Western premiers demand 'sustainable' health-care funding from federal government at meeting in Regina
Premiers want health transfer share from Ottawa to increase by 13 per cent
Canada's western premiers are meeting in Regina on Friday and they are demanding "sustainable" health-care funding from the federal government.
The annual meeting of provincial and territorial leaders from British Columbia, Alberta, Saskatchewan, Manitoba, Northwest Territories and Yukon and was virtual in 2021.
At a media availability Friday morning, Saskatchewan Premier Scott Moe and British Columbia Premier John Horgan focused on federal health transfers.
Premiers from across Canada have been lobbying the federal government to increase its share of health transfer to 35 per cent, or $28 billion annually, from 22 per cent.
Horgan said delivering on health care is "pressing and urgent."
"Never have we been at such a critical point," Horgan said.
Moe and Horgan said pressures of the pandemic and subsequent increases in surgical and diagnostic wait times have increased the urgency for Ottawa to pay a higher share of health costs.
"This is not your regularly scheduled programming. This has been building over decades," Horgan said.
He mentioned previous comments by Prime Minister Justin Trudeau on a willingness to discuss the funding agreement.
Following the premiers' meetings in 2021, Trudeau said, "we will be there to increase those transfers. But that conversation needs to happen once we are through this pandemic."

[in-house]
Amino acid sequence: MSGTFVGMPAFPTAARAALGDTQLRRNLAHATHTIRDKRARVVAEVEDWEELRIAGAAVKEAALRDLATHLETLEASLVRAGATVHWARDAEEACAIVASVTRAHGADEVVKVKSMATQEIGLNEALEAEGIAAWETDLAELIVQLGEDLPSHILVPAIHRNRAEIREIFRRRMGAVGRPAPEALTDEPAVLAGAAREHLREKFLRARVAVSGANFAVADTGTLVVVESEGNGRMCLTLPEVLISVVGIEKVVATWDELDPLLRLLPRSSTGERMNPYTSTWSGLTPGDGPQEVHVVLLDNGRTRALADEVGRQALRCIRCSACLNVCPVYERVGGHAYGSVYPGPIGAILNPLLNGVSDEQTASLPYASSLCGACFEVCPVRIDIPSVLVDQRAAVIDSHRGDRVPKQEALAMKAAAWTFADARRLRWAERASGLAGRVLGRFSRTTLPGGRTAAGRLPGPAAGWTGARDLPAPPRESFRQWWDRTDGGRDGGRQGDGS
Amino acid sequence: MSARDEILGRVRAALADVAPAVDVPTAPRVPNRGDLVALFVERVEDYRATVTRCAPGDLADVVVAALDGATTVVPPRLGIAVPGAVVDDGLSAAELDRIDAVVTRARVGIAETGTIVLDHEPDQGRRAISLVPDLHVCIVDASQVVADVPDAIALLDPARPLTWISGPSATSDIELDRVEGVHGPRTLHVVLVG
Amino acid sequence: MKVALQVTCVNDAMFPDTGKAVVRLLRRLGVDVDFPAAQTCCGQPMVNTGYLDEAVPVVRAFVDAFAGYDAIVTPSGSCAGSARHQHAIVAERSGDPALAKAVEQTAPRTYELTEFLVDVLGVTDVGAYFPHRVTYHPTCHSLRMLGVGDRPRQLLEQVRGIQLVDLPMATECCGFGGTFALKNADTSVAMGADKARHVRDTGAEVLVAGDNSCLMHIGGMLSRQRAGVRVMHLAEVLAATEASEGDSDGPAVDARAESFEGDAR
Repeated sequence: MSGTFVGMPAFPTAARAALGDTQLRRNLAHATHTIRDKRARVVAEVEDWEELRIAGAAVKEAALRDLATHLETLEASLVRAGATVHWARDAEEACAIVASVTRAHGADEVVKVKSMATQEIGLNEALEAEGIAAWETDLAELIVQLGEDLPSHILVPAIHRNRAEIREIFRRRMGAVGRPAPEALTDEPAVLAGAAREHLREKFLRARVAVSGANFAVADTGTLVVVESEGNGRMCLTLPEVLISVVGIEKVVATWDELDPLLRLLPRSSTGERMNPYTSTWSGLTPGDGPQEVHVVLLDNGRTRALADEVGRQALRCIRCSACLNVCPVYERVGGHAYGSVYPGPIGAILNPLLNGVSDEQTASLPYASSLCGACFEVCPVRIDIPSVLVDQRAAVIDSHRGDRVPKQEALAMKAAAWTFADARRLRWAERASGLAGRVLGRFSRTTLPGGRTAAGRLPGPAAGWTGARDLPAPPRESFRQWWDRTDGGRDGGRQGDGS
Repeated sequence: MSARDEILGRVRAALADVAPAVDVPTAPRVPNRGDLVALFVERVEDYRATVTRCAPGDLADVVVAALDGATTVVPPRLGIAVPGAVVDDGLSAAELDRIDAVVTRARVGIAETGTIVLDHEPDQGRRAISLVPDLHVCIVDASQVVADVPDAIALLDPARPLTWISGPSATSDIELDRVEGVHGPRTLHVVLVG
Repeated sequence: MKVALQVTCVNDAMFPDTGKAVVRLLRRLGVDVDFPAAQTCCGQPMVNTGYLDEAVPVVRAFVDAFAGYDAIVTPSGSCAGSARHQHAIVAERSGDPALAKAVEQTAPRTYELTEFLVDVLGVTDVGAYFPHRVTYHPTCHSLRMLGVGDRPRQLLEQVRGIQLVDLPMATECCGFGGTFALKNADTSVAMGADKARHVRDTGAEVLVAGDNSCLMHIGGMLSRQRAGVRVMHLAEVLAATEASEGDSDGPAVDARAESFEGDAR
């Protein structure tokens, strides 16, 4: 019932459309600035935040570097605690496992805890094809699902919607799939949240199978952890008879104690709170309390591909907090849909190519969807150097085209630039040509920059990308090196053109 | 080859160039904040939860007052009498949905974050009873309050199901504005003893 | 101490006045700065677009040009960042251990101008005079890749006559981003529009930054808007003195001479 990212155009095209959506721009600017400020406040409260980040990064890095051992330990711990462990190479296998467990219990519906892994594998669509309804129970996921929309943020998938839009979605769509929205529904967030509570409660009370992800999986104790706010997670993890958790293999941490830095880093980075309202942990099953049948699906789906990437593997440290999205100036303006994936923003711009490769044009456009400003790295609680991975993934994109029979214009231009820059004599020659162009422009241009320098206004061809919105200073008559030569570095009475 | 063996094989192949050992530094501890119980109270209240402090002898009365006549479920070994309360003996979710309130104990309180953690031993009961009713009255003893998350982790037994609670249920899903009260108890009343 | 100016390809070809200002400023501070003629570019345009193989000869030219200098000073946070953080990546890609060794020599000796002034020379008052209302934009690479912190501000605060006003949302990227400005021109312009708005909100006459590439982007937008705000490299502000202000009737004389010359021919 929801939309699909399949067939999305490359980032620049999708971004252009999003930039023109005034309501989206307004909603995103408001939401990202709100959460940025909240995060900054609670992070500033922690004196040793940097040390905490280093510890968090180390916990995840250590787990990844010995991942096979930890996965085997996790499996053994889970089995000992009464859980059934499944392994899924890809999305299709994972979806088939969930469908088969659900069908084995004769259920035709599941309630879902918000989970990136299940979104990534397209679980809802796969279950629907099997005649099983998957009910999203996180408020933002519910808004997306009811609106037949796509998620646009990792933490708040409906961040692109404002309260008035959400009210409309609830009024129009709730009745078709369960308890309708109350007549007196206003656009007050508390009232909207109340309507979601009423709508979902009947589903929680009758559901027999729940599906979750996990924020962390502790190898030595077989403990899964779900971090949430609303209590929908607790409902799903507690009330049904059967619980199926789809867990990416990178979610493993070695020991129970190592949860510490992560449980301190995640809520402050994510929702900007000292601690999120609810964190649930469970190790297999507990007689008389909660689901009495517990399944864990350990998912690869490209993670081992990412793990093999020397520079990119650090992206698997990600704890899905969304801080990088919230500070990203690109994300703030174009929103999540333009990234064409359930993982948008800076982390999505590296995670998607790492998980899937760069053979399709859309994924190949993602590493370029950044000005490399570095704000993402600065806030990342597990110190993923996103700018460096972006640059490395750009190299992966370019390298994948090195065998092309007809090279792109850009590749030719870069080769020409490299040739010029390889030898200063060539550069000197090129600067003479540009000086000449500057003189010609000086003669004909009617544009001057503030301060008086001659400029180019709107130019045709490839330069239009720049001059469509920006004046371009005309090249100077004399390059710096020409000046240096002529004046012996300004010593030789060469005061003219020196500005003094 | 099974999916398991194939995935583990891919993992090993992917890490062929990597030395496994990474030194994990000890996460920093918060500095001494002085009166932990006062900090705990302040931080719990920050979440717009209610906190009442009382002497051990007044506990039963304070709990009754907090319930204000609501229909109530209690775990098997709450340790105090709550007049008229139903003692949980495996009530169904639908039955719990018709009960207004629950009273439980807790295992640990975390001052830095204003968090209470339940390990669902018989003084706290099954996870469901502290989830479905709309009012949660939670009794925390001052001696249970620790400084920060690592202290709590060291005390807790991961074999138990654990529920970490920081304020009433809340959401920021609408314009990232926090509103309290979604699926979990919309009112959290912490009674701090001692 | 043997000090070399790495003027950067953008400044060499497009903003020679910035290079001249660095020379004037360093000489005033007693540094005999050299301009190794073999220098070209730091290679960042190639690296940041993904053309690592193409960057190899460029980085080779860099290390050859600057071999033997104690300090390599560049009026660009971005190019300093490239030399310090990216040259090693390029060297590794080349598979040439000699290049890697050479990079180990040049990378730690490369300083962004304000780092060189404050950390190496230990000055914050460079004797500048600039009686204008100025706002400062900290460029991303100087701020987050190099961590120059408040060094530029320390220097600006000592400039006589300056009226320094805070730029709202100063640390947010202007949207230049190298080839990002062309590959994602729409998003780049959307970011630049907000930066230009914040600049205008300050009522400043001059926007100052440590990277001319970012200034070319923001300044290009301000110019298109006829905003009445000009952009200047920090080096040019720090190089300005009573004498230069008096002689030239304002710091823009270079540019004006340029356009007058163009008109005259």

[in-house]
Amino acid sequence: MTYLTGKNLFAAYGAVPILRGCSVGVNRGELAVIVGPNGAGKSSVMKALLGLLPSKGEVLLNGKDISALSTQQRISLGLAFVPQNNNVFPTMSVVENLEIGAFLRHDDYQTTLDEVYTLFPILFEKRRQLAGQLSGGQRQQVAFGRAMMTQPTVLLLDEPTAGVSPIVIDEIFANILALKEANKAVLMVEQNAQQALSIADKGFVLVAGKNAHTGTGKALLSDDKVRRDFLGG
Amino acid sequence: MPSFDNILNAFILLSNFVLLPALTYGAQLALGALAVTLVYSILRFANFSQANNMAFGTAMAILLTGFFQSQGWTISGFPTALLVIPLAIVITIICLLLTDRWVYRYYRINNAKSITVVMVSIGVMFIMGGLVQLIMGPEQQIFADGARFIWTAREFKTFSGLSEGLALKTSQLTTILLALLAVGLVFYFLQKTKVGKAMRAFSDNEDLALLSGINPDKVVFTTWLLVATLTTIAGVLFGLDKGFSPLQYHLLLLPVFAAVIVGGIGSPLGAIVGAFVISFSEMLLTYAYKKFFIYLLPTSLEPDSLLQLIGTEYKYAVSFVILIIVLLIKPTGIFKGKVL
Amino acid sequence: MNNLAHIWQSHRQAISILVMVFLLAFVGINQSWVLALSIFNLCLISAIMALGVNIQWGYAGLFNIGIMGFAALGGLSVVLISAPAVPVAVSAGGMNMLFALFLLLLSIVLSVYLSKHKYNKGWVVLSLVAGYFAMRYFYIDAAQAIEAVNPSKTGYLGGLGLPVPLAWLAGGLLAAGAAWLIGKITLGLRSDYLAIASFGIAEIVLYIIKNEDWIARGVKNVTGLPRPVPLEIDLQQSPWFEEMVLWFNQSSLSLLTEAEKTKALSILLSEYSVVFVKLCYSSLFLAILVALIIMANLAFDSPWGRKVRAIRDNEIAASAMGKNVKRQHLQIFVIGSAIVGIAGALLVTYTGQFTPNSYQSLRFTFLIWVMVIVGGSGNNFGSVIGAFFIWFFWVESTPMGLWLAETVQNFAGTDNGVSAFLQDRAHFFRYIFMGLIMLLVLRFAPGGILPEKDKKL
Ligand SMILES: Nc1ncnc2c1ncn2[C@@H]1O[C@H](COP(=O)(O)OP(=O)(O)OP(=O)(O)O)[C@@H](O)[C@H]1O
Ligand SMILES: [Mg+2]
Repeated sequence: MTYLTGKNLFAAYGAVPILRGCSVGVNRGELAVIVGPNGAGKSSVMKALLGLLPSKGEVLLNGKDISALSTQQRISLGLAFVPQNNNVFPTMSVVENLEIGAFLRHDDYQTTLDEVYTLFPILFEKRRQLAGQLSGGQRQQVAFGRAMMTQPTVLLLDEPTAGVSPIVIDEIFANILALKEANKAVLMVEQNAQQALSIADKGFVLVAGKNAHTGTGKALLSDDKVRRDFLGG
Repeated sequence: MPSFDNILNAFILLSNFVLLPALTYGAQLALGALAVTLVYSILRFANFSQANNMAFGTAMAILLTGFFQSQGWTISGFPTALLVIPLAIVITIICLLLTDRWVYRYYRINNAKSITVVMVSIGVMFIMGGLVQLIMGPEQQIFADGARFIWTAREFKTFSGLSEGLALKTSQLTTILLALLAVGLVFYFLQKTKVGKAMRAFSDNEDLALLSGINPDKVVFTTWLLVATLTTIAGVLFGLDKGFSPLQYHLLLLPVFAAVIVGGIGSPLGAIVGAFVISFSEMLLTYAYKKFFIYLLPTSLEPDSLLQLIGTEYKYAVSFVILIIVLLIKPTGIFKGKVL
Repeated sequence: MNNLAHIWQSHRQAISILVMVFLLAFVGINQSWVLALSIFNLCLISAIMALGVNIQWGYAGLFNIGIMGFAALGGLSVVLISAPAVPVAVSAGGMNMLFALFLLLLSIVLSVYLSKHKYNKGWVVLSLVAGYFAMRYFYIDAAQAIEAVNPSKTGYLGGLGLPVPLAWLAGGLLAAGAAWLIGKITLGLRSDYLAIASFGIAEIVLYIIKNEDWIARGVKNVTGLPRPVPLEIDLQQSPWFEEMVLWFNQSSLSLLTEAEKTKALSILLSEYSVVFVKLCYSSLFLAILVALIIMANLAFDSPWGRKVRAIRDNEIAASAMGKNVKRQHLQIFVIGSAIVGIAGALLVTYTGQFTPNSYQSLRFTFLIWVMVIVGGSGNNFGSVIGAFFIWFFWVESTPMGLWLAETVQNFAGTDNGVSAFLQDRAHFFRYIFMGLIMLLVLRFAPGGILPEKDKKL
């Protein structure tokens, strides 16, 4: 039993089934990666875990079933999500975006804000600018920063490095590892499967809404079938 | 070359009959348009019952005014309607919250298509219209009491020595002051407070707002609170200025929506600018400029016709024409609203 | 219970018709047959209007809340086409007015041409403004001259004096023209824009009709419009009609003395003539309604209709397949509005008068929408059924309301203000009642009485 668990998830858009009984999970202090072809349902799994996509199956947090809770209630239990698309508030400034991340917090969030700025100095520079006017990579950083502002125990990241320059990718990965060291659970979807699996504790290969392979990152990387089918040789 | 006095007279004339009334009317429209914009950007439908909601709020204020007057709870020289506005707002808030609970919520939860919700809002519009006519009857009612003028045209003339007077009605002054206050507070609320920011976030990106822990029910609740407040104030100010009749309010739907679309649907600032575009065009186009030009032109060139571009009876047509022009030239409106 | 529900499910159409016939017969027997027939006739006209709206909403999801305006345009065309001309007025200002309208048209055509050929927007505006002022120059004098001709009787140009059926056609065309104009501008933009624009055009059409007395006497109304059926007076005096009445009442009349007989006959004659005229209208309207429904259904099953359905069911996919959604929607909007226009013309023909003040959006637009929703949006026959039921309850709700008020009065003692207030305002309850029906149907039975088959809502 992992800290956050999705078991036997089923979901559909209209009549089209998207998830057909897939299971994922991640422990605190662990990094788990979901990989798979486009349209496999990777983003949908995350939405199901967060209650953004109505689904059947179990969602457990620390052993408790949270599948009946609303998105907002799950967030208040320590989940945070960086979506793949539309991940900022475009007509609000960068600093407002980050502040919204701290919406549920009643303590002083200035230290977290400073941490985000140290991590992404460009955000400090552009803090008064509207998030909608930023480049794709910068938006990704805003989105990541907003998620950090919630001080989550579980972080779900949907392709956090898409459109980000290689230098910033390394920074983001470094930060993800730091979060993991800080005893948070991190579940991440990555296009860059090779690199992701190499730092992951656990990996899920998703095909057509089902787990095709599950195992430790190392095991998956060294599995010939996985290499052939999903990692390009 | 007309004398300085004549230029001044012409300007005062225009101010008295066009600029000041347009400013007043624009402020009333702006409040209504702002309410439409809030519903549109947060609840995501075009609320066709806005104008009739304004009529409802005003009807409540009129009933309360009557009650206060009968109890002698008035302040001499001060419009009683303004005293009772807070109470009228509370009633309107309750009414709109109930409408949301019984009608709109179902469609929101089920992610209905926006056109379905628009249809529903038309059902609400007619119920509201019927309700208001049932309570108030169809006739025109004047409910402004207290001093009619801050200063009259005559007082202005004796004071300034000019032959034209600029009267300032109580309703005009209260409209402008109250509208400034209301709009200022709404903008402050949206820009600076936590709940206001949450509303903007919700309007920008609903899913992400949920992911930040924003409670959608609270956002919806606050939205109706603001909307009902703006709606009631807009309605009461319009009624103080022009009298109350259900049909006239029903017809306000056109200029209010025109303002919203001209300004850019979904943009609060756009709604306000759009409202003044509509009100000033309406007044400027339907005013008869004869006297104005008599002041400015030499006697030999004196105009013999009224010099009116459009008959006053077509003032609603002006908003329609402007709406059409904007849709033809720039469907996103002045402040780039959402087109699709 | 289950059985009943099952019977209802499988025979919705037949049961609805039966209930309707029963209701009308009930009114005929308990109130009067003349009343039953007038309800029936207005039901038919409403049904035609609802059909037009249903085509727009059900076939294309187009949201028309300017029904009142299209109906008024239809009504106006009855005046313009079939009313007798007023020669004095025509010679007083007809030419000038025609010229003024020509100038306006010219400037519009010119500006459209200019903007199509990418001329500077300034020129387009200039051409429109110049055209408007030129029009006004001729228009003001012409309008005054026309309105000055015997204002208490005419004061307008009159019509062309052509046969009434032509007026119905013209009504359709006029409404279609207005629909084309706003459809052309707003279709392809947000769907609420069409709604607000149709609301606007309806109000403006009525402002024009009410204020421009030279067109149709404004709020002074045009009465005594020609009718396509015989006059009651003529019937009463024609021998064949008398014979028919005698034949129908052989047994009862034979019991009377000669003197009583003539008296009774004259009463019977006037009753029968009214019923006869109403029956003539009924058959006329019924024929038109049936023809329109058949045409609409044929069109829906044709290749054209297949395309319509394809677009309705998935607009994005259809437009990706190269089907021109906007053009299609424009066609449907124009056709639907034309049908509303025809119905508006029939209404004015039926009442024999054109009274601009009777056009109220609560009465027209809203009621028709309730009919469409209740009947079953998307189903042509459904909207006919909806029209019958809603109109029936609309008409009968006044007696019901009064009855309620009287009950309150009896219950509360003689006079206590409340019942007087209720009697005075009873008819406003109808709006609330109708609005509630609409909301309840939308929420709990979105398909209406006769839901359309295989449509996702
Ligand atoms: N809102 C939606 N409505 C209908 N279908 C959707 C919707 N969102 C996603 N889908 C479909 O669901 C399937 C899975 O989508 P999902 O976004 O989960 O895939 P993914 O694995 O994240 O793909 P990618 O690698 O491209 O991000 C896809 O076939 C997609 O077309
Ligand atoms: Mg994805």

Horgan said even though the pandemic continues, "it's time now to have that conversation."
He said federal ministers have been discussing the issue with premiers and mentioned that the provincial and territorial leaders have "been trying to do shuttle diplomacy."
"Is it just about the money? Yes, because it translates to services for people," Horgan said.
"We need to get on this as quickly as possible."
Moe said the provinces are working to make the federal government "a fair and full funding partner in health-care delivery services across the nation."
Horgan said he has been "testing" the health system due to his own cancer diagnosis and treatment over the past year.
Moe and Horgan said the health transfer may sound like "accounting practices," but that it is crucial to health care in the country.
"To be in the birthplace of medicare, to talk about the future, is absolutely appropriate. There is nothing more Canadian than public health care," Horgan said.
Horgan and Moe are the longest-serving provincial premiers in Canada.
Horgan said he has been at the first ministers' table for five years and "the number one issue has been health care and the delivery of services."
Moe said recent announcements from the federal government, like $2 billion toward surgical waits, are welcome and that three- to five-year funding agreements are "appreciated," but fall short of the ask from the premiers.
Moe said short-term deals do not provide the cost certainty of increasing the transfer.
"[Canadians] want sustainability in their health-care services," Moe said.